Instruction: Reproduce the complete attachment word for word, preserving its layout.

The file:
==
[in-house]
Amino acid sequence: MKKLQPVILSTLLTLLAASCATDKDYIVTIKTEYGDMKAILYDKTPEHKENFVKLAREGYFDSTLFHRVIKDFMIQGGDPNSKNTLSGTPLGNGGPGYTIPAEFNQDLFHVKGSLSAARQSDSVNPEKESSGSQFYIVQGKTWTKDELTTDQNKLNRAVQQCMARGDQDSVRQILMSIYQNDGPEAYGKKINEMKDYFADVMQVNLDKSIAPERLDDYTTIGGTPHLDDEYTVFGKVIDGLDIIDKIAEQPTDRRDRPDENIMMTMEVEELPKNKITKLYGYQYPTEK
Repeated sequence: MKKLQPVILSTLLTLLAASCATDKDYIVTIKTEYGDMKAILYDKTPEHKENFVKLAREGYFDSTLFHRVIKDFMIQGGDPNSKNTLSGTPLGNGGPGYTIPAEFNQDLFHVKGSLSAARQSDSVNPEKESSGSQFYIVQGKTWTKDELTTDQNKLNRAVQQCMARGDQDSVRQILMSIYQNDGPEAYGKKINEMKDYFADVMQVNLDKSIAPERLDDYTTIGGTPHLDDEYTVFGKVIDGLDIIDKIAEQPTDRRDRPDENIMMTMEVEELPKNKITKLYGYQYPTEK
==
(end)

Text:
[in-house]
Amino acid sequence: MKKLQPVILSTLLTLLAASCATDKDYIVTIKTEYGDMKAILYDKTPEHKENFVKLAREGYFDSTLFHRVIKDFMIQGGDPNSKNTLSGTPLGNGGPGYTIPAEFNQDLFHVKGSLSAARQSDSVNPEKESSGSQFYIVQGKTWTKDELTTDQNKLNRAVQQCMARGDQDSVRQILMSIYQNDGPEAYGKKINEMKDYFADVMQVNLDKSIAPERLDDYTTIGGTPHLDDEYTVFGKVIDGLDIIDKIAEQPTDRRDRPDENIMMTMEVEELPKNKITKLYGYQYPTEK
Repeated sequence: MKKLQPVILSTLLTLLAASCATDKDYIVTIKTEYGDMKAILYDKTPEHKENFVKLAREGYFDSTLFHRVIKDFMIQGGDPNSKNTLSGTPLGNGGPGYTIPAEFNQDLFHVKGSLSAARQSDSVNPEKESSGSQFYIVQGKTWTKDELTTDQNKLNRAVQQCMARGDQDSVRQILMSIYQNDGPEAYGKKINEMKDYFADVMQVNLDKSIAPERLDDYTTIGGTPHLDDEYTVFGKVIDGLDIIDKIAEQPTDRRDRPDENIMMTMEVEELPKNKITKLYGYQYPTEK